Structural Uncertainty and the Value of Statistical Life in the Economics of Catastrophic Climate Change
AbstractUsing climate change as a prototype motivating example, this paper analyzes the implications of structural uncertainty for the economics of catastrophes. The paper shows that having an uncertain multiplicative parameter, which scales or amplifies exogenous shocks and is updated by Bayesian learning, induces a critical 'tail fattening' of posterior-predictive distributions. Such fattened tails have strong implications for situations (like climate change) where a catastrophe is theoretically possible because prior knowledge cannot place sufficiently narrow bounds on overall damages. At least potentially, the impact on cost-benefit analysis of fat-tailed uncertainty about the scale of damages'coupled with a high value of statistical life'outweighs the importance of discounting or anything else.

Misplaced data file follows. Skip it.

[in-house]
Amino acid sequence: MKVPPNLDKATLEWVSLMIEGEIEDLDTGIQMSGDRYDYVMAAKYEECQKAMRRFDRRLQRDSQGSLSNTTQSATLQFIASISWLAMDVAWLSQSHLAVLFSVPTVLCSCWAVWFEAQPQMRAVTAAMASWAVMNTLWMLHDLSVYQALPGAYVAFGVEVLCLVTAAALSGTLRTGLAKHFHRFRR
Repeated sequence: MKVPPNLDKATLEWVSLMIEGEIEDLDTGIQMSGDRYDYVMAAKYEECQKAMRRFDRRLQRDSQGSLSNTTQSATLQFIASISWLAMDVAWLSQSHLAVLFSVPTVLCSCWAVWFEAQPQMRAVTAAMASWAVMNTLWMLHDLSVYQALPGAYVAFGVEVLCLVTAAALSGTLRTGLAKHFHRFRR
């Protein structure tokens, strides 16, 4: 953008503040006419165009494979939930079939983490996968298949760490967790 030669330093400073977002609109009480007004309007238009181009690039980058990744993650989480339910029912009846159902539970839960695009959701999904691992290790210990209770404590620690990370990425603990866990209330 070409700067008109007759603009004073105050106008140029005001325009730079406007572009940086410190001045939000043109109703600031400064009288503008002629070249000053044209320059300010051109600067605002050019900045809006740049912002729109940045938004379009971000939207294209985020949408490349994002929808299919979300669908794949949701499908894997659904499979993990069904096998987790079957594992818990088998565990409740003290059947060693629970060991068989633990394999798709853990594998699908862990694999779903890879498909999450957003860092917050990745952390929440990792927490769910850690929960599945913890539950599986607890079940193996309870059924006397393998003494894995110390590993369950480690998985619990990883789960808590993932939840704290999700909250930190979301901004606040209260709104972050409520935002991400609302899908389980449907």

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Bibliographic InfoPaper provided by Regulation2point0 in its series Working paper with number 545.
Date of creation: May 2007
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Other versions of this item:
- Martin Weitzman, 2007. "Structural Uncertainty and the Value of Statistical Life in the Economics of Catastrophic Climate Change," NBER Working Papers 13490, National Bureau of Economic Research, Inc.
- Q54 - Agricultural and Natural Resource Economics; Environmental and Ecological Economics - - Environmental Economics - - - Climate; Natural Disasters
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